Ken Magill posted today on "Why Fully Confirmed Opt-in Sucks." It's definitely worth reading, and I hear where Ken's coming from.
To "lose a subscriber" through their failure to confirm, that can really hurt when a list is pretty small. I should know -- I do know this myself -- because I managed the email list for my friend's wonderful jazz club in St. Paul, Minnesota, from late 1998 through mid-2006. (That would be the Artists' Quarter, by the way, and you should definitely go there next time you're up in the Twin Cities. Tell Kenny and Davis that Al sent you.)
For the AQ email list, I used COI from the start. It wasn't necessarily a political statement. It was born of using the tools I had handy. I had previously written a confirmed opt-in list management tool myself, so that's what I used.
After about five years in, I think we had about five thousand confirmed subscribers. It grew pretty slowly but regularly throughout that time. A local jazz club's marketing efforts aren't necessarily like big business. Even so, eventually we hit a critical mass where the email messages became more important than monthly postal mailings of the club's calendar. The emails clearly drew patrons into the club and back to the club. The way we knew that is because whenever I would accidentally typo a cover charge in an email message, it was usually me publishing it as lower than the actual cover price, and a group of folks would always complain upon reaching the club's front door only to find that the door man wanted more for entry than it said in the email message. (Side note: Typos -- I never realized what a quick and easy measure of success they can be.)
Yes, occasionally somebody couldn't figure out to click a link. That's something you'd see less of today, I suspect, but back then it was no more than a handful of people per year who would reply to the confirm email or otherwise contact me, complaining that they weren't receiving the emails or didn't know what to do.
Somewhere, I've got the final signup logs, showing all the people who didn't confirm. Sadly, I couldn't find the data to share it with you (and it would be pretty old by now, wouldn't it?). But, my recollection is that what unconfirmed addresses were submitted were mostly garbage, primarily typos. And the occasional fraudulent subscription attempt. Being a loud and well known anti-spammer meant that people would occasionally try to indirectly cause problems for me by causing problems for my friends -- that's where that kind of thing came into play.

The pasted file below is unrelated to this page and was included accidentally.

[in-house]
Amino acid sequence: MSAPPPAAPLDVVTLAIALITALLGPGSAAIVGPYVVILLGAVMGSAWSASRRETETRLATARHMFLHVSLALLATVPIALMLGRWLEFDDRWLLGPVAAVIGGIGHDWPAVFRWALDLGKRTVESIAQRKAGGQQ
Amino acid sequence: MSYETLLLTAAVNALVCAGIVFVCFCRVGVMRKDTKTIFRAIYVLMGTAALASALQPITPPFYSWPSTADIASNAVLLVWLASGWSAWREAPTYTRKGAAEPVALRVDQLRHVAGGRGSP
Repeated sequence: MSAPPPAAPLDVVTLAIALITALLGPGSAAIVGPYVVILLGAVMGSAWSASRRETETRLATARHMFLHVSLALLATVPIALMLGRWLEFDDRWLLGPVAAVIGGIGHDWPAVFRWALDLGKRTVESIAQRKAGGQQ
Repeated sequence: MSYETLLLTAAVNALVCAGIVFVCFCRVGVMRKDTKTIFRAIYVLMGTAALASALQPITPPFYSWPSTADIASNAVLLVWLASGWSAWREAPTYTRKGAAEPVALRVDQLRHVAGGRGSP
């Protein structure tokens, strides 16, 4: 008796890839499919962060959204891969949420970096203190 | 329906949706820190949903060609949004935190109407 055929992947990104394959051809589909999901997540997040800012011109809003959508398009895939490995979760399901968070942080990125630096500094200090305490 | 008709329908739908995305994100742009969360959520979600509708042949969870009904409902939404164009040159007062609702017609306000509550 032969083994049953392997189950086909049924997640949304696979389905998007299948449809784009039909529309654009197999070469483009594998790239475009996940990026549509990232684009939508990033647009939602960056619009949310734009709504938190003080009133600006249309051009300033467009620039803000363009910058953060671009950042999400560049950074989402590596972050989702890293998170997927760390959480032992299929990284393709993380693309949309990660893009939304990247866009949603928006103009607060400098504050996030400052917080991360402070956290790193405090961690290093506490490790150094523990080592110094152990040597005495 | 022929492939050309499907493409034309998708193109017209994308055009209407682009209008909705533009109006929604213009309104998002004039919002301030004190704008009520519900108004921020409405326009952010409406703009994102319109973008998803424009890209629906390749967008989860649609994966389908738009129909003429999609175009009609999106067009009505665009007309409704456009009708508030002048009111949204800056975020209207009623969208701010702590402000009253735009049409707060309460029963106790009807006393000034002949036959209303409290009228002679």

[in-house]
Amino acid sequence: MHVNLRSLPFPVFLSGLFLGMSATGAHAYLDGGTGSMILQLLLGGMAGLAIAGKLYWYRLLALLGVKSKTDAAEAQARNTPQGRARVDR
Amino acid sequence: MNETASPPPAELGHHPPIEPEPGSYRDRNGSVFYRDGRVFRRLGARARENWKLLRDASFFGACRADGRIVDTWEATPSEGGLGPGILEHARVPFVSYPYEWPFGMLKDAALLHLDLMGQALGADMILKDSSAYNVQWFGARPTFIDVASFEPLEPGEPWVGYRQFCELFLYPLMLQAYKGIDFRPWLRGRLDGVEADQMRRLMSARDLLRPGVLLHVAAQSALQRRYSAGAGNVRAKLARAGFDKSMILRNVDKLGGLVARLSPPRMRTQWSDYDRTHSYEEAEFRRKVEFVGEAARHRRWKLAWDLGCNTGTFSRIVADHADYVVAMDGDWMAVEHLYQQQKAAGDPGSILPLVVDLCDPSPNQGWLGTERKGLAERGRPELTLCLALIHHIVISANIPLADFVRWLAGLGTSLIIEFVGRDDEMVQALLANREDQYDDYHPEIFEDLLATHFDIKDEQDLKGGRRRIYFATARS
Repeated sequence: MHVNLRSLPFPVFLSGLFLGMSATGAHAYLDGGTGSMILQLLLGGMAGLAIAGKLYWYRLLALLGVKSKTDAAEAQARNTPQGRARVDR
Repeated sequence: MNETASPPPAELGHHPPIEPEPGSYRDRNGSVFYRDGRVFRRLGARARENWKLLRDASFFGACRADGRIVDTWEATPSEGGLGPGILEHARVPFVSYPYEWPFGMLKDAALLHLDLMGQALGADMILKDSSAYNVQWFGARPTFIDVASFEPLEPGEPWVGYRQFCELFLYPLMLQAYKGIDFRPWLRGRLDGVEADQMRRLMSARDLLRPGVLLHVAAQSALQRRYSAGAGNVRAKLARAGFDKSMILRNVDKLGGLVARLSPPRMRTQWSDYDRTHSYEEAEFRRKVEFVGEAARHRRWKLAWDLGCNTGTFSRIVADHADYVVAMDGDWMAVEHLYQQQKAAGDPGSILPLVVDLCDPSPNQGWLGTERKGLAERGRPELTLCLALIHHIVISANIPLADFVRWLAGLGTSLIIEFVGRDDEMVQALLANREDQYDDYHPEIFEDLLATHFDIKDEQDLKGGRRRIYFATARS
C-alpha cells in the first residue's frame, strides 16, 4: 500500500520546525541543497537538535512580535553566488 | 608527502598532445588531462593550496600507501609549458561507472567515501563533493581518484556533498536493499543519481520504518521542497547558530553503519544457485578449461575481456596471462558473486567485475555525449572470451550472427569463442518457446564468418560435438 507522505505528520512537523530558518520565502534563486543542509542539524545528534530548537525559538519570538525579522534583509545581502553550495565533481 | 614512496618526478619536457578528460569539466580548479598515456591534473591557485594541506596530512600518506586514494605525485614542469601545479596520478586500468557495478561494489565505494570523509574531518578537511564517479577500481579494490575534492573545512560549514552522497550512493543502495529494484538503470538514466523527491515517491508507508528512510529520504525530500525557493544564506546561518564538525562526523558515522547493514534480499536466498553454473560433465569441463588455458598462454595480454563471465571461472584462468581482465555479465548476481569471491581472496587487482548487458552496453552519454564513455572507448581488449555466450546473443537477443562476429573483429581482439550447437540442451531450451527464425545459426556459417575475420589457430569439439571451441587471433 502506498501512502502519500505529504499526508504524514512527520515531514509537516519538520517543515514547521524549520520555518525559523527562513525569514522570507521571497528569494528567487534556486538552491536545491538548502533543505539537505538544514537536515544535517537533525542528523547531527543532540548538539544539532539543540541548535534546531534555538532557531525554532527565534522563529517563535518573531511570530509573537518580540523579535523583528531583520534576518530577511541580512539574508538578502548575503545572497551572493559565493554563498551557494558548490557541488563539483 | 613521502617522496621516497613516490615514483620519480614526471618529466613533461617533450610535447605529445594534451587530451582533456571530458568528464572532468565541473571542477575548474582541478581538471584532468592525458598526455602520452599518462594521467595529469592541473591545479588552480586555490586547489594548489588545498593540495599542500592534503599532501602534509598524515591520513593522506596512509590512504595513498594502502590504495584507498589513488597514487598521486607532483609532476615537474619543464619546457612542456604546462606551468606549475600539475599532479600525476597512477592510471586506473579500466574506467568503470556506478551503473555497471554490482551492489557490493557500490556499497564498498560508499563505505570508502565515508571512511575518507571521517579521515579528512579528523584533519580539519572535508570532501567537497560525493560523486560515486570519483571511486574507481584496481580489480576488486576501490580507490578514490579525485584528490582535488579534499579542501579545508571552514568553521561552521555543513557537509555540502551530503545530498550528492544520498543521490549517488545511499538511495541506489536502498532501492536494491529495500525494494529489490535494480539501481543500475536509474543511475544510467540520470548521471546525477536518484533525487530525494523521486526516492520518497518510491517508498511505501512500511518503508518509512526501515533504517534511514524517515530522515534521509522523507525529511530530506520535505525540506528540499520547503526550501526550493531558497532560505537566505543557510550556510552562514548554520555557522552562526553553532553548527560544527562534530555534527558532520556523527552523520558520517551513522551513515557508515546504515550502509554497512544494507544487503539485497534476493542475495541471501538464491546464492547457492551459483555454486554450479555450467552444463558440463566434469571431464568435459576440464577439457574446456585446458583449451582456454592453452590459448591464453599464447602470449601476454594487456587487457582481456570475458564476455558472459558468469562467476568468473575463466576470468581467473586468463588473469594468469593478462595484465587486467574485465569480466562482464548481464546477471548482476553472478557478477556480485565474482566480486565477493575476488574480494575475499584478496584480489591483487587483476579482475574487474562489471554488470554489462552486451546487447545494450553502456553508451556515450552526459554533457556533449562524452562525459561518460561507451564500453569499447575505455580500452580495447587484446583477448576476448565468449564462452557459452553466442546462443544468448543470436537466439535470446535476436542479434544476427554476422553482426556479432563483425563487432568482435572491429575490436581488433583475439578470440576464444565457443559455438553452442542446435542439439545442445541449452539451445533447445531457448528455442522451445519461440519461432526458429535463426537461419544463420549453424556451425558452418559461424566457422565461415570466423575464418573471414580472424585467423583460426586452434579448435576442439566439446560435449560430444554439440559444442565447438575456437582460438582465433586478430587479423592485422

Anyway. Long story short, COI made sense in my specific use case, and wasn't problematic.
You've got random marketers here and there yelling about how you should never use COI (or even respect engagement), and you've got Ken's well considered article on his specific use case, so I thought I would share mine as well.
In closing, let me tell you what I told Ken over in the comments on his article: There's a certain class or certain type of marketer basically running around flailing their arms and yelling about how best practices are stupid, advice suggesting caution is stupid, we see other people do it wrong, why can't we do the same? Well, my response to that is this: Not every poor mailer gets blacklisted -- just like not all poorly built buildings fall down. That doesn't mean the caution recommended and expertise provided by your local neighborhood deliverability expert was wrong. It means you got lucky. Not everybody gets lucky every time, and some of us think it might be wise to build in some safeguards, since some of us think they're better than luck in the long run. Back to the building analogy -- I can't stop you from building it faster and higher, unsafely, but you also can't act surprised if and when it comes crashing down. Because I've seen it happen a couple times a month for the past ten years. Some months more than that, some months fewer, but it all averages out.